Even in freezing temperatures the bacteria is not always completely eliminated, however, it is a good place to start. Freezers are one of the areas where a temperature monitoring system is most beneficial, as this can alert managers of any unplanned temperature changes, and ‘nip it in the bud’ so to speak, before it becomes a real issue.

 

  1. Listeria

While Campylobacter can survive freezing temperatures, Listeria can withstand the slightly warmer climate of a refrigerator, where most other illness-causing bacteria perish.

Although Listeria doesn’t quite have the range of Campylobacter and Salmonella when causing illness, it does target those who are vulnerable to sickness in general, meaning it still needs to be taken seriously.

Elderly people, pregnant women and young children are at particular risk of catching the disease, as are those who already have a compromised immune system.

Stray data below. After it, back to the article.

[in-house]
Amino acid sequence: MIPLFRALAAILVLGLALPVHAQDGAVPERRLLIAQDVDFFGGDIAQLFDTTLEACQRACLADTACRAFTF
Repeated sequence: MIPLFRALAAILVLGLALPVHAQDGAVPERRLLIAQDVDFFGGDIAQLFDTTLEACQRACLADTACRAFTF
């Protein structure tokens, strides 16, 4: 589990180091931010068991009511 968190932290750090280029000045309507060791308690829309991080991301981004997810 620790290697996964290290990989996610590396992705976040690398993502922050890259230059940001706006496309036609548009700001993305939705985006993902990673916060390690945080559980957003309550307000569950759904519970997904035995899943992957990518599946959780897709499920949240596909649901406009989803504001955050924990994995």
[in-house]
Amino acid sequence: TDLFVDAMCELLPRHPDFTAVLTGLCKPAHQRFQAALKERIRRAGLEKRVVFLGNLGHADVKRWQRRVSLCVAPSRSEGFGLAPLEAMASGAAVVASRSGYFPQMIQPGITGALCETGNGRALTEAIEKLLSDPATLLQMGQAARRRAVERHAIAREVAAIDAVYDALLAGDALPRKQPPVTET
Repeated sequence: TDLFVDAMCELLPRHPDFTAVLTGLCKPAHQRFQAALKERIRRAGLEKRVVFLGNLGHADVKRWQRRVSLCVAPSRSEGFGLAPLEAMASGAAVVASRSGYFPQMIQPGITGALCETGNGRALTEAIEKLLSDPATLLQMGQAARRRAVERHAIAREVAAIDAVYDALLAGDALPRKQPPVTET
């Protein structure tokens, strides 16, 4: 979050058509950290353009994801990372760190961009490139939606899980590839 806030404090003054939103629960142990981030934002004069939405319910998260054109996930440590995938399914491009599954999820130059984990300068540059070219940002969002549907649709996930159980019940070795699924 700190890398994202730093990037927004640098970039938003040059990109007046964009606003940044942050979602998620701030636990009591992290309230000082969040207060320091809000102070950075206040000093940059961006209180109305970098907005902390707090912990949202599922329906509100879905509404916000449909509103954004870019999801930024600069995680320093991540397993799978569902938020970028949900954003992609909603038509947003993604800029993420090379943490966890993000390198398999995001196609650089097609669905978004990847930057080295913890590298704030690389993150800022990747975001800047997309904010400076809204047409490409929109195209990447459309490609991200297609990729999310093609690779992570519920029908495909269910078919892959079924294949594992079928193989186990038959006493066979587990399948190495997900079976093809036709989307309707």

Listeria mainly affects ready-to-eat foods that are commonly stored in the refrigerator, a place that people normally associate with food safety. As the appearance of this bacteria is heavily dependant on cooking, storing and reheating temperature, food laboratory managers need to be cautious at all times.

Again, as with all of these bacteria, as long as the appropriate processes are observed and preventive measures are put in place, food laboratories should be able to produce products that are safe and ready for human consumption.

 

About testo Food Safety

Testo offer our industry knowledge as well as a wide range of equipment for food safety which will help you meet your quality requirements and give you the reassurance you are storing and cooking your food safely. Our instruments include temperature monitoring systems, data loggers, thermometers, cooking oil testers, thermal cameras, PH meters and more.

Whether it is for spot checks or long-term monitoring, from farm to fork, Testo has the right instrument for the job. Want to find out more about testo food safety equipment? Why not visit our website www.testo.co.uk or give us a call on +44 1420 544433 and we’ll be happy to help.